Cheryl Cohen Greene is a sex surrogate who conducts her therapy sessions… (Peter DaSilva / For the Times )
BERKELEY, Calif. — Cheryl Cohen Greene likes to spend weekends close to home with her husband, Bob, a former postal worker. Often, they go hiking in the Berkeley Hills that surround their neighborhood, or watch movies in the living room of their modest duplex.
At 68, Greene is trim for her age and says she'd lose 10 pounds if she didn't love food so much. She's a devoted grandmother who frequently visits with her two children and grandchildren.
No one would guess that more than 900 people have paid to have sex with her.
Greene has worked as a surrogate partner therapist for 40 years. During one-on-one sessions at her home, which doubles as an office, she uses sensual touch to guide those who struggle with sex and intimacy issues. She almost always removes her clothes. And — yes — she sleeps with her patients. In the bed, by the way, that she shares with her spouse.
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"For a long time, I didn't bring it up at cocktail parties," says Greene, who keeps hand-carved wooden statues of genitalia in the nooks and crannies of her home. A close look at her bookshelves reveals "The Guide to Getting It On" and hundreds of other sex-related titles, along with "Calorie Counting" and "The Big Book of Jewish Humor." A big Tupperware container labeled "Cheryl's Vitamins" rests on a coffee table.
"If people have an attitude about my job," she says, "I just feel sorry for them for not understanding that there's a difference between me and a prostitute."
Greene's career choice is getting newfound attention from "The Sessions," a movie based on the true story of Mark O'Brien, a journalist and poet paralyzed from the neck down. Greene, played in the film by Helen Hunt, was hired by the late O'Brien when he wanted to lose his virginity at age 38.
Not all of the attention is positive. Although some in the country's small community of sex surrogates are hopeful that "The Sessions" might inspire more people to join the profession, others say the movie does not accurately depict the career path and its therapeutic worth.
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"I would never get naked in my first session with someone like Cheryl's character does in the movie," says Shai Rotem, a 43-year-old male surrogate, who began his career in his native Israel and now practices in Los Angeles. "We have to get to know one another first and develop a safe rapport."
Greene is one of fewer than 40 practicing partner therapists in the U.S. certified by the International Professional Surrogates Assn., a governing body for the industry.
Two decades ago, there were hundreds of surrogates working in the U.S. after sex researchers William Masters and Virginia Johnson popularized the idea in their 1970 book "Human Sexual Inadequacy." With the rise of AIDS in the mid-1980s, many spouses of surrogates insisted their partners quit the profession.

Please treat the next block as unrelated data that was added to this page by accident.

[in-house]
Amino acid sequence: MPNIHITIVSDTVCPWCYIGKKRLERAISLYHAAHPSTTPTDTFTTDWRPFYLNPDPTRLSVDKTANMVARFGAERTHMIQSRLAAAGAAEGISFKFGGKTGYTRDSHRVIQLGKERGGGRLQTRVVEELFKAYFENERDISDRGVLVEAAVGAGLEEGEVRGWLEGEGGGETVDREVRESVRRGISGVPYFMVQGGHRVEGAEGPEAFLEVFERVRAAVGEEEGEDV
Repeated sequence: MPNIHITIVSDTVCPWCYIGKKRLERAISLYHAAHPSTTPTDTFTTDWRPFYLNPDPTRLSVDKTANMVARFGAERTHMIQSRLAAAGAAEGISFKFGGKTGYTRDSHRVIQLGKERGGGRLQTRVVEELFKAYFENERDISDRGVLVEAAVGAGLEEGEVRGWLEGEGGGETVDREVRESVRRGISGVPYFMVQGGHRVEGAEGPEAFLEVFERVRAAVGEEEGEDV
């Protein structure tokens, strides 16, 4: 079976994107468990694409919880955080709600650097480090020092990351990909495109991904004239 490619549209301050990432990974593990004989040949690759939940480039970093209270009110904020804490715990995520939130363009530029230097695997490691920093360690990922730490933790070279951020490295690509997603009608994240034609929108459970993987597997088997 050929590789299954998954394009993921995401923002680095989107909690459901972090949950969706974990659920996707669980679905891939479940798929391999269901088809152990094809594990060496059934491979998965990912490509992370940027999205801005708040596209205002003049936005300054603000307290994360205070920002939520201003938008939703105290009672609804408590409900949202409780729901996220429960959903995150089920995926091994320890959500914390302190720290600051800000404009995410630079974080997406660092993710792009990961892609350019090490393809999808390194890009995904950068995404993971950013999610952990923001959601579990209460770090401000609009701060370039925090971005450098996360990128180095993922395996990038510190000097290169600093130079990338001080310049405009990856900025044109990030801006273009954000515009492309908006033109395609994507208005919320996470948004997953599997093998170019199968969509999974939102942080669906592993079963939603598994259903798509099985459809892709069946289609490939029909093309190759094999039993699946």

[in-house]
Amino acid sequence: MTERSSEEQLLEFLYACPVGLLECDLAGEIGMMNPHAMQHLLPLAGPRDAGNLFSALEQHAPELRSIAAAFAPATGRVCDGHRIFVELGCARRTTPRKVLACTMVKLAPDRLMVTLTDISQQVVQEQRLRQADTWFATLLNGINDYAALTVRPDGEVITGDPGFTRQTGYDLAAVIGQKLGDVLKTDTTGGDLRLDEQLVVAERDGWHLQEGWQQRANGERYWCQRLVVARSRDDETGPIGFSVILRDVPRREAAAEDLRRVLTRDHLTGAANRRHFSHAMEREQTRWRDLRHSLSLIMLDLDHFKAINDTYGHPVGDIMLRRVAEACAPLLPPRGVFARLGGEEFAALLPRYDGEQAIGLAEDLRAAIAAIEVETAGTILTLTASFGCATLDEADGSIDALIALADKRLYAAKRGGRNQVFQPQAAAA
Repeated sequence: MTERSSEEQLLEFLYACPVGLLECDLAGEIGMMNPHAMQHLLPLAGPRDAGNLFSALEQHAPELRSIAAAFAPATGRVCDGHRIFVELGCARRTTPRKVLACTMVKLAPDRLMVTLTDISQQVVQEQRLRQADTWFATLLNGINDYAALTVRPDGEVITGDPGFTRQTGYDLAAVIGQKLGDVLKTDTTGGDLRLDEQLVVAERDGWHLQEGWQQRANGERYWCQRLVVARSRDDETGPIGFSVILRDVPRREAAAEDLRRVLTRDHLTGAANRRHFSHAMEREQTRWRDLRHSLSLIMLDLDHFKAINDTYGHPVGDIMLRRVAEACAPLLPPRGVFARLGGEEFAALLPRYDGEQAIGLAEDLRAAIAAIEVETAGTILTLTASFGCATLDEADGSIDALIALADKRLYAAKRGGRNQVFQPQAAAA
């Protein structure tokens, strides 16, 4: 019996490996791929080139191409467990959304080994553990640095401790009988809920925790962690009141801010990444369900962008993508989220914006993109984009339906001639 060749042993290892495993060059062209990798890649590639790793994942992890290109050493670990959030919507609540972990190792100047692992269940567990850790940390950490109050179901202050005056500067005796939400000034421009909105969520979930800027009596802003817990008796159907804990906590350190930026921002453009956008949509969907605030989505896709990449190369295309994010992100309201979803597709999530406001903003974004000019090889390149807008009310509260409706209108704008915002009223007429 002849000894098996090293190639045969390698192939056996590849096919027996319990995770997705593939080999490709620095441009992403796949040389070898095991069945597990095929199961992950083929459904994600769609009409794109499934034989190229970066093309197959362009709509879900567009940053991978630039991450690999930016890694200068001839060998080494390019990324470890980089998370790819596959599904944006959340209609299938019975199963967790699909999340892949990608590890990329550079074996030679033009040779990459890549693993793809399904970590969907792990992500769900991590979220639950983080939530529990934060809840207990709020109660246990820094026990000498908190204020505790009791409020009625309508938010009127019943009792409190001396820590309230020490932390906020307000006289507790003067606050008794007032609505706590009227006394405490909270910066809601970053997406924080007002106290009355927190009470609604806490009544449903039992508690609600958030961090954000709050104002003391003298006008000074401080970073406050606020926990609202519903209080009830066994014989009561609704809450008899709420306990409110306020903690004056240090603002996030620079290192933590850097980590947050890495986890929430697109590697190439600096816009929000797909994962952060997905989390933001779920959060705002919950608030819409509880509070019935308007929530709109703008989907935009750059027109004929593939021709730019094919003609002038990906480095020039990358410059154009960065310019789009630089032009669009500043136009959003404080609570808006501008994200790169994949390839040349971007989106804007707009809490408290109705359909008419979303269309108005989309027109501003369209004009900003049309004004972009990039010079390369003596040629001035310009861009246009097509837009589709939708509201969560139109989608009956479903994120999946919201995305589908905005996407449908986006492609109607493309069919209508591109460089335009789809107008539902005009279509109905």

"There's no law against it because the intent is not to exchange sex for money," says IPSA president Vena Blanchard. "These clients are paying tons of money to sit and talk and do breathing exercises and learn about their body. So much of the work has nothing to do with intercourse or arousal."
Greene, who speaks with a thick Boston accent, was born in Salem, Mass., grew up Catholic and converted to Judaism after marrying her first husband, Michael Cohen. She and Cohen had an open marriage, which in the 1970s wasn't unusual among their Bay Area peers. She also worked as a nude art model and walked around her home naked, even with her children in the room.
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She first considered becoming a surrogate after a friend handed her a copy of the pseudonymous "Surrogate Wife: The Story of a Masters & Johnson Sexual Therapist and the Nine Cases She Treated." The friend told her, "I think you would be good at this work."
She learned to practice conjoint therapy — where two or more people work through issues together — from two therapists who trained with Masters and Johnson. Soon, she began answering calls for the San Francisco Sex Information hotline, and discovered how much she liked helping people with their sex-related questions.
"I wasn't even thinking about the fact that I'd be sleeping with strangers," she says of her decision to become a surrogate. "I just liked the idea of guiding people to be more relaxed about their sexuality."
Greene sits in her bedroom as she talks, and through the window's plantation shutters, her son's home is visible. He and his family live behind Greene's residence.
"My daughter-in-law is a bit uncomfortable with what I do," Greene acknowledges, "so I just say to the grandkids, 'Nana helps people who don't feel good about their sexuality.'"